I Married A Potential Adventist (IMAPA) is a discipleship program about living what you believe within family circles. It is an elaborate program involving women married or related to non-Adventists. It is implemented in two ways, first at the beginning or end of the annual week of emphasis scheduled the second week of June where non-believing husbands/ relatives/friends are invited to a specific venue for social & fun events that build friendship with them. Secondly, through a series of Pearl of Precious Price Bible study and family enriching seminars culminating in gala night outs and retreats. This work is coupled with forming teams of strong Adventist and non-Adventist couple or group fellowships to facilitate the adoption of discipleship as a lifestyle, thereby reaching across to non believers in family circles, including husbands, children, and relatives, or friends, neighbors, and workmates.

Professional Women Fora (PWF) is a place of meeting either at work or at home where women of diverse profession who profess Christ as their personal savior and soon-coming King meet to share and exchange/discuss ideas and views on a particular issue. Its goal is to help them harness their giftedness and talents for Total Women Involvement in Mission.

Women Health Festivals is a platform of discipleship through women’s health advocacy and intervention. Women in medical and allied health professions conduct advocacy and intervention events to address issues affecting women’s health, e.g. gender-based violence, abuse, adverse effects of sedentary lifestyle, and addictions. It is an annual activity done during annual End It Now/ Abuse prevention days, and as an event preceding women-ßled evangelistic campaigns.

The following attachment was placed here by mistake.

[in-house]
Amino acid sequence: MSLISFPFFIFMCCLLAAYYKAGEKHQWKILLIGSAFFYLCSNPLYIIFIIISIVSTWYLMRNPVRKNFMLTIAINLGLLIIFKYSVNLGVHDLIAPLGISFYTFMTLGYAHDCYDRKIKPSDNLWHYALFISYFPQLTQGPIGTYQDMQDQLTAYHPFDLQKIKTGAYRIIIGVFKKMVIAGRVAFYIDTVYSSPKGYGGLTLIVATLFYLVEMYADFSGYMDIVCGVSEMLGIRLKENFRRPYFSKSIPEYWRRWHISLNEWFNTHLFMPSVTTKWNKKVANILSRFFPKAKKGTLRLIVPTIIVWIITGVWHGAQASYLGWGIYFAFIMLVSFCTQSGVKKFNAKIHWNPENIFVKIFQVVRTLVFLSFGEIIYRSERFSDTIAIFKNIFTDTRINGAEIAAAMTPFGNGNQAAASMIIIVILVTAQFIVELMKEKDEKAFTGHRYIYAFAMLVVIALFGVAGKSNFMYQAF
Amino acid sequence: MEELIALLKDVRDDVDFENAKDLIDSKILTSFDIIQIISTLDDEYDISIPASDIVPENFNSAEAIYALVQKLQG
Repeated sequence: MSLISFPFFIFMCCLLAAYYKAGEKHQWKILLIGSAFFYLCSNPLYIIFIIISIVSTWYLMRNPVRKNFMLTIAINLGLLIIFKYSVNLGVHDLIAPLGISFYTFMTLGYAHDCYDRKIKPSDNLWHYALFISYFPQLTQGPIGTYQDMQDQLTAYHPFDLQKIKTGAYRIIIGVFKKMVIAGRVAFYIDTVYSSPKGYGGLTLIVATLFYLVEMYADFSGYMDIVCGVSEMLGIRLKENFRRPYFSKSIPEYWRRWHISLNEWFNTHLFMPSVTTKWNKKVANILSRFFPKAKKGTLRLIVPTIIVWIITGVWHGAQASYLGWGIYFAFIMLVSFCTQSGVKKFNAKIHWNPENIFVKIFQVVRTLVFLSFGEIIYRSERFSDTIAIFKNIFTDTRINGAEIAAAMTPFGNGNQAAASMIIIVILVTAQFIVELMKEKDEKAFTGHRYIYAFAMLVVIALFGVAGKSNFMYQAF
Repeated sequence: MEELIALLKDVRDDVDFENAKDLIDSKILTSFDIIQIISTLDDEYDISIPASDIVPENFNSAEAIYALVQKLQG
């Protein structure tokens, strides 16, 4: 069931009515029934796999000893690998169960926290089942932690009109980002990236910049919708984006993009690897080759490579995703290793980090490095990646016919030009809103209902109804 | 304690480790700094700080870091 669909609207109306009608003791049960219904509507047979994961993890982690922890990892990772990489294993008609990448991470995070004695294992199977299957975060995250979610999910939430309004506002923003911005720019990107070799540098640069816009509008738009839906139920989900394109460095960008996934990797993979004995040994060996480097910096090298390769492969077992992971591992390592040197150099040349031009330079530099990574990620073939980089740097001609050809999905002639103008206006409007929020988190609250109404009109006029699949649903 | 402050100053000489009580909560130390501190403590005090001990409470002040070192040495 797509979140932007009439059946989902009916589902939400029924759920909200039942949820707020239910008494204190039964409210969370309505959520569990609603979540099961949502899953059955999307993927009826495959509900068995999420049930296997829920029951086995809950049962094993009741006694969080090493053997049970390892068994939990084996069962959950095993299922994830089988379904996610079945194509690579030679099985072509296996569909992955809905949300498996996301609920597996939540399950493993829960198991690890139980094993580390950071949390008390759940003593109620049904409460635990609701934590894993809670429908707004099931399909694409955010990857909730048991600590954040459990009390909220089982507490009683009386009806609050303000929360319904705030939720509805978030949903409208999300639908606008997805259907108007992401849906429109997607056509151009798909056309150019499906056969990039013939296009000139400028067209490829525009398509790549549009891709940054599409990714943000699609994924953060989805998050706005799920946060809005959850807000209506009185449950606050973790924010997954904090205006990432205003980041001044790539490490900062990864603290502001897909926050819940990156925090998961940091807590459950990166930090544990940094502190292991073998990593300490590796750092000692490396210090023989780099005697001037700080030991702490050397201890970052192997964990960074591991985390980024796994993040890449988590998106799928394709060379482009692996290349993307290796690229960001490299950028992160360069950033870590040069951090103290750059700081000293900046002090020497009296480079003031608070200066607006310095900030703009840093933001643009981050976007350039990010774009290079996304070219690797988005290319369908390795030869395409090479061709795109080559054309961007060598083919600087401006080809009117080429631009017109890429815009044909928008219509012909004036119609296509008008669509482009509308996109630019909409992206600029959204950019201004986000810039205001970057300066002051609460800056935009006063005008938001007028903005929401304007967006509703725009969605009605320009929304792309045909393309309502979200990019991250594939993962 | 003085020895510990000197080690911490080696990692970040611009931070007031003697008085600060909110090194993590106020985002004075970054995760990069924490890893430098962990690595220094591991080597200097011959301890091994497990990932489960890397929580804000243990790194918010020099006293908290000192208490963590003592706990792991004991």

Spur Club. This is a discipleship program where older women mentor younger ones through different seasons of their lives. The PALS program is incorporated for its effective implementation.

My Sisters’ Keeper is a ministry for reclaiming women who have stopped active participation and are missing in church.

Leadership certification program is a discipleship program in which women are equipped and empowered as leaders through the leadership certification program by the General Conference Women’s Ministries Department. Besides mentoring women leaders, it also offers mentorship programs for mothers to teens, and woman to woman support, e.g. experienced older widows supporting younger widows in coping with the changing life situations.